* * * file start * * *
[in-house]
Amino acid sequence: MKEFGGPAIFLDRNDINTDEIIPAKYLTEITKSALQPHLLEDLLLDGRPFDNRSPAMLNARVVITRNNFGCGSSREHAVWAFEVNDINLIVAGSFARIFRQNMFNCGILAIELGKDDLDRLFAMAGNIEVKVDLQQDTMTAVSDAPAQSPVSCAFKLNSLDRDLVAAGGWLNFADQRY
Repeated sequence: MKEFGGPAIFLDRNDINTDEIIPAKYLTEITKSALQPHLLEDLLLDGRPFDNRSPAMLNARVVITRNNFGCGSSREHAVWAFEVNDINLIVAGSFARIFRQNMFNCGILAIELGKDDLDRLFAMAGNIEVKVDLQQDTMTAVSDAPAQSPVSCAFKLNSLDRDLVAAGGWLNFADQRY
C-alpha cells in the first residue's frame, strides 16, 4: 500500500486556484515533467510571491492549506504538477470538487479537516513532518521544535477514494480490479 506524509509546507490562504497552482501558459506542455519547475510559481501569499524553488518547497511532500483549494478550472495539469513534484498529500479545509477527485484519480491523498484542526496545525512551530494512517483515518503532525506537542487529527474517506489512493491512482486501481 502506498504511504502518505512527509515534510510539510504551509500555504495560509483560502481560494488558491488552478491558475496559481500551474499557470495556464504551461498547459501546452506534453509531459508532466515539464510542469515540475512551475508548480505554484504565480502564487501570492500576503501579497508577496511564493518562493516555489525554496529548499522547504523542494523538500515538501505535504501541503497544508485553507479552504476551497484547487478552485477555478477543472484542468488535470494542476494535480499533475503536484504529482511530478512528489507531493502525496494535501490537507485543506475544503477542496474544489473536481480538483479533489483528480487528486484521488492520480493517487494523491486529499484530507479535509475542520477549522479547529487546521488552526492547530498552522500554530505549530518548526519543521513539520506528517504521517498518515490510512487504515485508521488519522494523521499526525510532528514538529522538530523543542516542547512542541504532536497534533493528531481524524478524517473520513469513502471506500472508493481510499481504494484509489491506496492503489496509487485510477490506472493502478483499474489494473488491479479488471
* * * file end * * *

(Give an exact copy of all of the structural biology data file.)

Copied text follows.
[in-house]
Amino acid sequence: MKEFGGPAIFLDRNDINTDEIIPAKYLTEITKSALQPHLLEDLLLDGRPFDNRSPAMLNARVVITRNNFGCGSSREHAVWAFEVNDINLIVAGSFARIFRQNMFNCGILAIELGKDDLDRLFAMAGNIEVKVDLQQDTMTAVSDAPAQSPVSCAFKLNSLDRDLVAAGGWLNFADQRY
Repeated sequence: MKEFGGPAIFLDRNDINTDEIIPAKYLTEITKSALQPHLLEDLLLDGRPFDNRSPAMLNARVVITRNNFGCGSSREHAVWAFEVNDINLIVAGSFARIFRQNMFNCGILAIELGKDDLDRLFAMAGNIEVKVDLQQDTMTAVSDAPAQSPVSCAFKLNSLDRDLVAAGGWLNFADQRY
C-alpha cells in the first residue's frame, strides 16, 4: 500500500486556484515533467510571491492549506504538477470538487479537516513532518521544535477514494480490479 506524509509546507490562504497552482501558459506542455519547475510559481501569499524553488518547497511532500483549494478550472495539469513534484498529500479545509477527485484519480491523498484542526496545525512551530494512517483515518503532525506537542487529527474517506489512493491512482486501481 502506498504511504502518505512527509515534510510539510504551509500555504495560509483560502481560494488558491488552478491558475496559481500551474499557470495556464504551461498547459501546452506534453509531459508532466515539464510542469515540475512551475508548480505554484504565480502564487501570492500576503501579497508577496511564493518562493516555489525554496529548499522547504523542494523538500515538501505535504501541503497544508485553507479552504476551497484547487478552485477555478477543472484542468488535470494542476494535480499533475503536484504529482511530478512528489507531493502525496494535501490537507485543506475544503477542496474544489473536481480538483479533489483528480487528486484521488492520480493517487494523491486529499484530507479535509475542520477549522479547529487546521488552526492547530498552522500554530505549530518548526519543521513539520506528517504521517498518515490510512487504515485508521488519522494523521499526525510532528514538529522538530523543542516542547512542541504532536497534533493528531481524524478524517473520513469513502471506500472508493481510499481504494484509489491506496492503489496509487485510477490506472493502478483499474489494473488491479479488471